So, yeah, so far…it’s been productive.

This coming weekend I’m competing in a 3-day national pistol match.

Next up is the dissertation proposal.

Wait. I should have said “vacation.” Or are those things the same? We’re about to find out.

Summer is just a way to keep track of time when it’s a bit warmer. The summer-equals-weeks-off-from-work is over… There’s always more to do. More projects, more challenges.

More stuff to get excited about.

I hate being bored.

So far, it’s been a nice summer.


Breathing Room.

Breathing Room. A short story of summertime.

In the bustling town of Meadowbrook, nestled in the heart of a vibrant school district, the arrival of summer marked a special time for many.

As the final bell rang, signaling the end of another academic year, the hallways emptied and the classrooms fell silent.

Students rejoiced, looking forward to the well-deserved break from instruction and education. However, for a dedicated group of individuals, the summer months were anything but a vacation.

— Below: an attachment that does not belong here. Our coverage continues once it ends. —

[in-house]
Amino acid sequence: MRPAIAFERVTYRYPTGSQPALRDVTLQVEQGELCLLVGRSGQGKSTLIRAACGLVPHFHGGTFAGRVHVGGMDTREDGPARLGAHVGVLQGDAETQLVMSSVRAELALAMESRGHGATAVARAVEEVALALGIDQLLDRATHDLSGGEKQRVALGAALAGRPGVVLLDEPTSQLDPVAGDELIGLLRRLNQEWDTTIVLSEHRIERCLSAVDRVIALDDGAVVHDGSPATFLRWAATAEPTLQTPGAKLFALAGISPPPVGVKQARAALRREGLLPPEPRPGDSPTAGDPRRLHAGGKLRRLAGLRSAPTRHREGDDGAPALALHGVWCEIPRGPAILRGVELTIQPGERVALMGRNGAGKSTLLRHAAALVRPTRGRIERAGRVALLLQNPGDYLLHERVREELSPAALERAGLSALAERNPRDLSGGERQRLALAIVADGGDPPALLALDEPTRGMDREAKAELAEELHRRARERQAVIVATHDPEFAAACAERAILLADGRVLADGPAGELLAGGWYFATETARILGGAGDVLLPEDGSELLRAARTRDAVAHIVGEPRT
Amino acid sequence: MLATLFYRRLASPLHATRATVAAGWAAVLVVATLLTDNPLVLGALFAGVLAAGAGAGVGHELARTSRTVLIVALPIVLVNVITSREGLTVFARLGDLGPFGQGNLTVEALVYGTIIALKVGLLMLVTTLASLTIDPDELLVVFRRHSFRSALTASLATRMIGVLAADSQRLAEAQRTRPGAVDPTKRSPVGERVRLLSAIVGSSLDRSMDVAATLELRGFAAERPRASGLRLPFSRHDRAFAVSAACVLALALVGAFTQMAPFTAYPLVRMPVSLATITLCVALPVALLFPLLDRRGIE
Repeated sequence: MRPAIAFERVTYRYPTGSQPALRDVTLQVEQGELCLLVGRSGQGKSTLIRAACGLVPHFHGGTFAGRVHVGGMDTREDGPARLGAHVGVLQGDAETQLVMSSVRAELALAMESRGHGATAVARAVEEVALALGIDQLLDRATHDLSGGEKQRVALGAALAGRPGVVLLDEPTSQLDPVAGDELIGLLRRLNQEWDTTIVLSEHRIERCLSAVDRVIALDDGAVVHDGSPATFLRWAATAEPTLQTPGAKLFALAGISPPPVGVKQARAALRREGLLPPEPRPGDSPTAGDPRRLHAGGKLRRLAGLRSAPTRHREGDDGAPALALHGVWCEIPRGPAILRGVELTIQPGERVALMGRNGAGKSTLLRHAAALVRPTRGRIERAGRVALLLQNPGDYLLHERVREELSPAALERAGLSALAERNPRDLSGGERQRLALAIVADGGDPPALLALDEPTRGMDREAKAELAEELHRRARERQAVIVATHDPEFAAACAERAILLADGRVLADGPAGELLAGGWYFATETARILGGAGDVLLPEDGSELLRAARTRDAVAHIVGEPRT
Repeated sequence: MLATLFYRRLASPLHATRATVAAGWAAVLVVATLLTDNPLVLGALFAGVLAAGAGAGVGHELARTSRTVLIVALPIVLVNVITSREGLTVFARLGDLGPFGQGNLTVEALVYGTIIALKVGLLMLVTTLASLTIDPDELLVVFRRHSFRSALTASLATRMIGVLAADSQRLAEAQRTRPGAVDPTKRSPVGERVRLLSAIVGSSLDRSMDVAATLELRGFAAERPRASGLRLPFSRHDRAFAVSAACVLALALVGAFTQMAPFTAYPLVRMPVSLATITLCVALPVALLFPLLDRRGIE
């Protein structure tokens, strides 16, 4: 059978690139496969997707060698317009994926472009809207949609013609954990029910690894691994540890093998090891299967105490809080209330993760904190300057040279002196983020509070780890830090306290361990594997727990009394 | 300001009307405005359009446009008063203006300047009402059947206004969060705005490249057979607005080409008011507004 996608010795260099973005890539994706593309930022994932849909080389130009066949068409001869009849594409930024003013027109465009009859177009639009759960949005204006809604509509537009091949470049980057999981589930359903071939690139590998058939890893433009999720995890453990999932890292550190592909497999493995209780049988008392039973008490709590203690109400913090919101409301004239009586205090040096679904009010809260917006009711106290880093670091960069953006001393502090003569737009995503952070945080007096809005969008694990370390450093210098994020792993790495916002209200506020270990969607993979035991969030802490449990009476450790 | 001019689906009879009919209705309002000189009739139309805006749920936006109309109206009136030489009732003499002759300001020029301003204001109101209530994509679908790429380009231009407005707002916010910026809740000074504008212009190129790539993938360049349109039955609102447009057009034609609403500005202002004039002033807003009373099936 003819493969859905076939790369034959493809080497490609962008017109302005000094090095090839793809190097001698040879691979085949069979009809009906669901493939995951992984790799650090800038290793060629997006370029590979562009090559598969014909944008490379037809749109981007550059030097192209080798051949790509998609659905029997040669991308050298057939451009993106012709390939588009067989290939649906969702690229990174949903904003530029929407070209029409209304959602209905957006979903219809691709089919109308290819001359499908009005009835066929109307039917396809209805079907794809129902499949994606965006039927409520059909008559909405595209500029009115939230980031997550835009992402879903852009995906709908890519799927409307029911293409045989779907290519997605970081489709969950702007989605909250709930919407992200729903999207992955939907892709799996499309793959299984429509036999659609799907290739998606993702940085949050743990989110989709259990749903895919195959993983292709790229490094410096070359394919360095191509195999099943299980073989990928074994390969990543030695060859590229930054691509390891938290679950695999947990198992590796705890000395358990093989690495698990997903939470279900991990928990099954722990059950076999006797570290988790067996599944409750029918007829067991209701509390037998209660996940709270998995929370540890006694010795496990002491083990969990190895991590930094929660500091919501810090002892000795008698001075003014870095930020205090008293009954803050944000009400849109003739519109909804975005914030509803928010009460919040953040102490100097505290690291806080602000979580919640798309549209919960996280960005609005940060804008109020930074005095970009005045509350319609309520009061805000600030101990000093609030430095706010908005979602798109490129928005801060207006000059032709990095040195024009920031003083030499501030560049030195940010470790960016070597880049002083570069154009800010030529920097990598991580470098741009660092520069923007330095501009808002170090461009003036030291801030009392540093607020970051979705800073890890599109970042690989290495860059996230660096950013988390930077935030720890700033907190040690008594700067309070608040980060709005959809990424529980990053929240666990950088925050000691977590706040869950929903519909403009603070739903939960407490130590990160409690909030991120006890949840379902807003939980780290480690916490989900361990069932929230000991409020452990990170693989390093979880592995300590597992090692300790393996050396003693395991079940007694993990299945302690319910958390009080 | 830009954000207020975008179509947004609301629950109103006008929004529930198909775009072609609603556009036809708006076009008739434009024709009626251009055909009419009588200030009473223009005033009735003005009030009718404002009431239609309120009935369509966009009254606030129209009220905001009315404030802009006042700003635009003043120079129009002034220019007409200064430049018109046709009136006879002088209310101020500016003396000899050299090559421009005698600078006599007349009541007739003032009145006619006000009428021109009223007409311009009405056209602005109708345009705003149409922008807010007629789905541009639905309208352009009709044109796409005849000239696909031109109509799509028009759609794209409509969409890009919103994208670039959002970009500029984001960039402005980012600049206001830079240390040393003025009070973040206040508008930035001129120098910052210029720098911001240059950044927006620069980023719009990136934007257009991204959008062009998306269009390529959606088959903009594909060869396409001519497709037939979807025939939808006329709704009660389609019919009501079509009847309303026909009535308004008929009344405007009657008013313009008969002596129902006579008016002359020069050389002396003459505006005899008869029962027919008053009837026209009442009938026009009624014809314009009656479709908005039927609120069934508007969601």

They were the unsung heroes, the custodians and maintenance workers who breathed life into the school facilities and grounds during this annual respite.

As the last school buses disappeared into the distance, the facilities team led by Mr. Williams, the head custodian, sprung into action. They knew that the summer months provided a precious opportunity to carry out essential maintenance tasks that were difficult to accomplish during the bustling school year.

The transformation of the learning environment began.

Their first mission was to assess the condition of every classroom, hallway, and common area. With meticulous attention to detail, they inspected each nook and cranny, taking note of any repairs, damages, or general wear and tear.

The team developed a comprehensive plan to tackle each issue systematically, ensuring that the school would be in pristine condition come fall.

With paintbrushes and rollers in hand, they embarked on a painting spree, breathing new life into faded walls and chipped surfaces. Colors were carefully selected to create an atmosphere conducive to learning, and the once dull corridors transformed into vibrant, inviting spaces.